Mayor Mike McMillan has seen the support Spanish Fort has for its schools for many years.
“Spanish Fort’s always been known for our schools, and this community has proven in the past that we will support our schools,” he said.
Even when the rest of the county ultimately shot down taxes for a school-building program and other school initiatives, Spanish Fort voted in favor.
“The referendums that failed countywide in the past, they always passed up here,” McMillan said. “We’re the only precinct that it did pass in. Our community has always, with volunteerism and financially, … supported our schools and parents are very active in schools.”
With that in mind, he and the Spanish Fort City Council announced an effort recently to form a special tax district within the Spanish Fort High School feeder pattern. The Baldwin County Board of Education first approved the special districts in 2016 allowing citizens in the seven high school districts to vote on an extra 3 mills of property tax for their schools.
“This gives the community another option and a way to fund their schools over and above what the school system can do without breaking away,” Chief School Financial Officer John Wilson said at the time. “The community will have its say in how the money is spent. If one feeder pattern wants to bring in additional teachers or build a new school, they can do so with this money.”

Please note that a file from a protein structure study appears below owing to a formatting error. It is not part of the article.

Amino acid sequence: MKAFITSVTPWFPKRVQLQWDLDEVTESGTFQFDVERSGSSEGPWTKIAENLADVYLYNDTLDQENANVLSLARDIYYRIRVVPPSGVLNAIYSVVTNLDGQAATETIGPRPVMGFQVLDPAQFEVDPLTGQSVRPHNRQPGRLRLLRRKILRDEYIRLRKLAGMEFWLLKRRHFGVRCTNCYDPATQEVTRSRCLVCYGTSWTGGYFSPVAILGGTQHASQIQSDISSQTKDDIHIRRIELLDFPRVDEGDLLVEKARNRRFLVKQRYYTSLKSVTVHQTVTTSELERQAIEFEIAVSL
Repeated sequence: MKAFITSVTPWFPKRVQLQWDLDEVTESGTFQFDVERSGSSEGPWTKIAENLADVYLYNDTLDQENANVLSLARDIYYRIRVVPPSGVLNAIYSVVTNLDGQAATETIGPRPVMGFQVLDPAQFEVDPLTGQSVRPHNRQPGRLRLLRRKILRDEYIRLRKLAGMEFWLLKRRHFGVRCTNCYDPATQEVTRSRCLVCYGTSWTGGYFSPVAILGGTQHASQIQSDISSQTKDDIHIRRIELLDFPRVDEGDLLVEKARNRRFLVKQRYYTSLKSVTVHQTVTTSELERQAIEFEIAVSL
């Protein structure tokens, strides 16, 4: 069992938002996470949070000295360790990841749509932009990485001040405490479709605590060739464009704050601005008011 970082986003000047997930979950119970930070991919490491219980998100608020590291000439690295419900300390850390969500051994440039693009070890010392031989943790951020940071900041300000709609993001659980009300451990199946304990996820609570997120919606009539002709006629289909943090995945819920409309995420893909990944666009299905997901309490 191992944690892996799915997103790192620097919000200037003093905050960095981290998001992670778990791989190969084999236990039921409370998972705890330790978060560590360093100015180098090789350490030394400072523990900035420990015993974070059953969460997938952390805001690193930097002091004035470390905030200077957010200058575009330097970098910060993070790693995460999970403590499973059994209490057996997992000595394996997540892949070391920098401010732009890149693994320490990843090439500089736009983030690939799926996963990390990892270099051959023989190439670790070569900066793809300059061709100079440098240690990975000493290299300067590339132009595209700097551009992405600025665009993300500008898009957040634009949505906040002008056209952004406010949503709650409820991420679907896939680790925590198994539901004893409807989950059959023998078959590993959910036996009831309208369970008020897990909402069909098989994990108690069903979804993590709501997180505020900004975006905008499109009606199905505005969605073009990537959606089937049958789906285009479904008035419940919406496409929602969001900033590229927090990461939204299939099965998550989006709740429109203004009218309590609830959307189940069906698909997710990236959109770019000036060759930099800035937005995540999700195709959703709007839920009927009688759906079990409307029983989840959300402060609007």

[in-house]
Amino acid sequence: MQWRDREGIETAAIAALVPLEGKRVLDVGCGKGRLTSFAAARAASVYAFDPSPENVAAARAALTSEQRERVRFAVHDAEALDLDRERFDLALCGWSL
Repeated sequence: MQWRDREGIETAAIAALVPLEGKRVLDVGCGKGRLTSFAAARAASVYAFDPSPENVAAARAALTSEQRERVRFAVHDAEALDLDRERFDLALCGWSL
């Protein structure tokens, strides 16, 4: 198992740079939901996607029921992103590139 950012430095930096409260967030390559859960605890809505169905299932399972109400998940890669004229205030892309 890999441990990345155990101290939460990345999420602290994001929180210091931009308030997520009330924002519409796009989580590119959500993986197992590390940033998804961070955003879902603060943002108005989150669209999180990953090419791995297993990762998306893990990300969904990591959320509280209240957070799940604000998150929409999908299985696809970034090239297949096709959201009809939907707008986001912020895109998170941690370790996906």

Spanish Fort has asked the school board to ask the County Commission to set up a referendum on the 3-mill tax in the high school’s district.
“Maybe early spring, but we really haven’t gotten to the point to pin down a date,” McMillan said. “We don’t rush into things. I would prefer to do it once and do it right.”
McMillan said he wants the citizens of the Spanish Fort feeder pattern, one of the more diverse in the county, to have a chance to vote in a referendum on the new tax. Portions of three municipalities and several unincorporated neighborhoods are packed into the Spanish Fort High School feeder pattern.
“We’d like to at least give the opportunity to all our citizens and all of those in the feeder pattern to accomplish some goals that maybe the rest of the county can’t,” McMillan said. “Putting it to a referendum seemed to be a fair way to make it happen. Let the people decide.”
If passed, the 3 mills would raise $750,000 annually to be spent in the district. A local board would be formed to make recommendations on where the money would be spent, McMillan said.
“The council is very emphatic that it would be strictly for academic and arts enhancement, nonathletic,” McMillan said. “Strictly going to all four schools within our feeder pattern.
No district has even voted on a tax, but both Daphne and Fairhope have explored the idea. Gulf Shores came the closest to getting a vote, but that effort eventually stalled when the local group and county officials couldn’t agree on who would control how the money would be used. Gulf Shores eventually decided to start its own school system.
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